Wednesday, October 12, 2016

Breast Cancer Nutrition Awareness featuring GoMacro


October is breast cancer awareness month and I'd like to introduce you to Go Macro. GoMacro is a family-owned vegan food company that was started by a mother-daughter duo on their organic family farm. They have two different lines of products- MacroBars and Thrive. In honor of their co-founders breast cancer recovery, they have released a special “give-back bar” that donates 10% its proceeds to the Keep a Breast Foundation. I love this bar because it touches on some important nutritional concepts (antioxidants, fiber, plant-based). Learn more about the awesome Keep a Breast Foundation here. Let us get brought up to speed on some breast cancer stats:

According to Breastcancer.org, here are some recent statistics on breast cancer in the United States (source here): 

  • In 2016, there are more than 2.8 million women with a history of breast cancer in the U.S. This includes women currently being treated and women who have finished treatment.
  • About 85% of breast cancers occur in women who have no family history of breast cancer. These occur due to genetic mutations that happen as a result of the aging process and life in general, rather than inherited mutations.
  • Besides skin cancer, breast cancer is the most commonly diagnosed cancer among American women. In 2016, it's estimated that just under 30% of newly diagnosed cancers in women will be breast cancers.
  • About 1 in 8 U.S. women (about 12%) will develop invasive breast cancer over the course of her lifetime.



Amelia, Breast Cancer Survivor & her daughter: Co-founders of GoMacro

Here’s the thing, no matter what illness or disease a person may become afflicted with in life, they can fight it better if they have been following a healthy lifestyle beforehand. Being an overweight woman is a risk factor for developing breast cancer, possibly because the more the fat cells grow, the more estrogen is produced from the fat cells. That production of excess estrogen can signal breast cell growth, which in turn increases the risk of developing breast cancer.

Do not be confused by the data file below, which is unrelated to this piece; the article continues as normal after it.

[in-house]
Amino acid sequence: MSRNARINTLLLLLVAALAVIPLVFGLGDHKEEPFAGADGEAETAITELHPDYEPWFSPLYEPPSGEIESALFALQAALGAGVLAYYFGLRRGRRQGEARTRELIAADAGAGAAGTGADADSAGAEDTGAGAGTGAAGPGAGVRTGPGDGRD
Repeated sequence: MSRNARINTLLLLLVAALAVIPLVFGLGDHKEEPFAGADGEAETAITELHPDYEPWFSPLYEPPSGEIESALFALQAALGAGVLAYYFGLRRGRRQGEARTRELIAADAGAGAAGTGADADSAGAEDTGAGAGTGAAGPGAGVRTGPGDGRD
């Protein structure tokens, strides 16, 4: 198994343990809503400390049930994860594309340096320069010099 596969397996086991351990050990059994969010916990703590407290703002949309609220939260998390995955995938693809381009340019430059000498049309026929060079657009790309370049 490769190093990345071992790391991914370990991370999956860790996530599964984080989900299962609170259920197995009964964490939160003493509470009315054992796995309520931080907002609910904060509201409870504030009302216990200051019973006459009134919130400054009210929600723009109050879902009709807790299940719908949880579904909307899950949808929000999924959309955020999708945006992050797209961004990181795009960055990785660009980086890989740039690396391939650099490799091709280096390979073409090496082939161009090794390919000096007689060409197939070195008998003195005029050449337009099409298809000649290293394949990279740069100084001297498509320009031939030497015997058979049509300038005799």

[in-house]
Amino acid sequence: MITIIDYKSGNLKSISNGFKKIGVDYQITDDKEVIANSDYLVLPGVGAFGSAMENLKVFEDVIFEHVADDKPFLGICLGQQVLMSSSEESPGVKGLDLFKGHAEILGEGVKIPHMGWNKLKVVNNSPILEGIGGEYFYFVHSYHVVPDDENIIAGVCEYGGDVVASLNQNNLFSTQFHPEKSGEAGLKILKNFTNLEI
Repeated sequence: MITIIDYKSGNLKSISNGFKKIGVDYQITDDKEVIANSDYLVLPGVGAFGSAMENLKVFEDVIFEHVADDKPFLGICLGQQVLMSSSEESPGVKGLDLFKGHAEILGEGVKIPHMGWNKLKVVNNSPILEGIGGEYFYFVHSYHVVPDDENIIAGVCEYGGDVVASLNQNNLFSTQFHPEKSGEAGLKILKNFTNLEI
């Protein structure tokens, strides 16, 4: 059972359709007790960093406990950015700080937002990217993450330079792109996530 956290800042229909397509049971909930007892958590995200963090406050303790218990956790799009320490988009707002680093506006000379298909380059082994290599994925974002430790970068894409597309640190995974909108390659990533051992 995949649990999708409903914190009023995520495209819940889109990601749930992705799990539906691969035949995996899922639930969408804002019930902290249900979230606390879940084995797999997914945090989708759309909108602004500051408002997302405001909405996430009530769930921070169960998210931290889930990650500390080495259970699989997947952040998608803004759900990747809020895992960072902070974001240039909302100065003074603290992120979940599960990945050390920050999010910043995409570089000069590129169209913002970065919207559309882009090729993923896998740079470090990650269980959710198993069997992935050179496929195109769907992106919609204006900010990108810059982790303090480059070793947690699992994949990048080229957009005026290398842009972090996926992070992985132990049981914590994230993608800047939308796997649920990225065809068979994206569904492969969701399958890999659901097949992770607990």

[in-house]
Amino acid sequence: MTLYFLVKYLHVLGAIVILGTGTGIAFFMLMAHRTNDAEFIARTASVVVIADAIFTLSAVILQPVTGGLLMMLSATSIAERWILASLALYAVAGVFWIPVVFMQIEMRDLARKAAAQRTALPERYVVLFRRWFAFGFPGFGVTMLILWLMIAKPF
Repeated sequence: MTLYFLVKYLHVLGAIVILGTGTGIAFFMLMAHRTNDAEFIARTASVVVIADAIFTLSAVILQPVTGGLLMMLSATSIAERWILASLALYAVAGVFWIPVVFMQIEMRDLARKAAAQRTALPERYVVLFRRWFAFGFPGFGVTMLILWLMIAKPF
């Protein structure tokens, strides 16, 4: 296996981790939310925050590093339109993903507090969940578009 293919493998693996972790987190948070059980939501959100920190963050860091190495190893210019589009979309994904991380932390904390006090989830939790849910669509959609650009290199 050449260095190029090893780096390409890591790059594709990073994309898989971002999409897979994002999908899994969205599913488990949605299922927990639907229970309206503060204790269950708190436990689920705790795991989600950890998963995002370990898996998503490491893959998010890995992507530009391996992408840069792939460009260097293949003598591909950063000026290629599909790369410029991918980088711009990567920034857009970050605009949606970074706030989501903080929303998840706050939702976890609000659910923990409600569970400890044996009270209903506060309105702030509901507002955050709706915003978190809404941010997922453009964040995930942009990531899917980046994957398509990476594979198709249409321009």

What can you do from a nutritional point of view?


Keep your weight in check. If you are overweight, please reach out to a Registered Dietitian. We devote our entire careers to helping our clients reach their nutrition goals and have so many strategies and tools available to help you do this.

Watch your alcohol intake. There is an association between regular alcohol consumption and increased risk of breast cancer.  This is also correlated to the amount of alcohol consumed. Therefore, if you keep things moderate (1 glass of wine or beer as a woman), the risk is smaller than when drinking more and more often.

Increase your fruits and vegetables to 5 servings per day or 1.5-2 cups of fruit and 2-3 cups of vegetables per day. Sounds simple enough, right? Not so fast… According to the 2013 CDC reporting of the fruit & vegetable behaviors of adults in the US between 2007–2010, half of the total U.S. population consumed <1 cup of fruit and <1.5 cups of vegetables daily; 76% did not meet fruit intake recommendations, and 87% did not meet vegetable intake recommendationsSee more here.

There is evidence that consumption of a plant-based diet is associated with a decreased risk of breast cancer, as it is higher in antioxidants due to the increased consumption of fruits, vegetables, and whole grains. Plant-based diets can also provide adequate fiber intake. Fiber is important for weight maintenance, healthy bowels, and much more. A plant-based diet is often lower in fat. Even if you are not someone who can make the transition to a completely plant-based diet (like myself), some small changes can be impactful. Even choosing better snack options. The GoMacro Sunny Uplift bar only has 4 grams of fat and is full of antioxidants, fiber, vitamin C, and iron. It is vegan & soy-free and I would love it if you all tried them because they are all so tasty. Use the coupon code: GOBOOBIES20 for a discount. Get them here.


Breast Cancer & Nutrition Resources:

http://cancer.ucsf.edu/_docs/crc/nutrition_breast.pdf



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